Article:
I didn’t know that I would start running the Angel Tree program at Calvary to provide Christmas presents to local kids with incarcerated parents. I didn’t know I’d get to bring in a small library to share with everyone. Or that I’d raise a couple thousand dollars and lead a church wide candy bar drive to be able to give presents for each inmate in our local jail for two years now. I didn’t know people on the outside would tell me stories of impact from their loved ones on the inside who received our gifts.

I didn’t know I’d decorate cards with men and woman who would send them to their kids, parents, lovers, and friends around the holidays hoping to not be forgotten. I didn’t know I’d listen and pray with women who signed their kids over for adoption. I didn’t know I’d recruit others to go in and lead events and classes. I didn’t know I’d hear about so much death and the many lost loved ones in these people’s lives. I didn’t know I’d launch a community mentoring program to help people adjust back into life after jail.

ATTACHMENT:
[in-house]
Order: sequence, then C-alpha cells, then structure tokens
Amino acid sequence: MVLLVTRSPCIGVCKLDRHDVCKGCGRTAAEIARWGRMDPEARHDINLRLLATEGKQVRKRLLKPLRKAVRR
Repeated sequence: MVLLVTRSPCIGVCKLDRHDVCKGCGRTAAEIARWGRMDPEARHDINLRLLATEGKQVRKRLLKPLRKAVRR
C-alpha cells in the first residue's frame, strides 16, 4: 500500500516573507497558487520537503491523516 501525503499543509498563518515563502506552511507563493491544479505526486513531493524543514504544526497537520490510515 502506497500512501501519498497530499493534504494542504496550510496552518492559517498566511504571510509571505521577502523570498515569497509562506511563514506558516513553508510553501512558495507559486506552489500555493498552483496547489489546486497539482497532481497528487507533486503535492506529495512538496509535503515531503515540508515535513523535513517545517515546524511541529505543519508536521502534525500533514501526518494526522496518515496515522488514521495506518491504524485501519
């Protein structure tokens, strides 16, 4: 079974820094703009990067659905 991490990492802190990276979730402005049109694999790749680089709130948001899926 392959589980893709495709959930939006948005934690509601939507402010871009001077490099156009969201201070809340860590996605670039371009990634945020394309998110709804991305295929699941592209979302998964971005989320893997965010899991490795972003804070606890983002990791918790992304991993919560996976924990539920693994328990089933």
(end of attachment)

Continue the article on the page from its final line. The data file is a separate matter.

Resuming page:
I didn’t know I’d become a penpal with someone on the inside. I didn’t know I’d make real friends who have left that place and now I get to see in street clothes sometimes. I definitely didn’t know or even hope that I’d get put in touch with people who live 4 hours away because their son is in our jail and they need help knowing what to do and who to contact. I never expected to hug a random stranger who cried on my shoulder as she thanked me for caring about her son and acknowledging that this was hard and embarrassing, but it didn’t define her. I knew God called me to go into that jail, but there was so much I didn’t know. I keep dreaming of more, but there is still so much I still don’t know. That’s just one reason I keep following after Jesus as He leads me into more and more incredible adventures beyond my wildest dreams.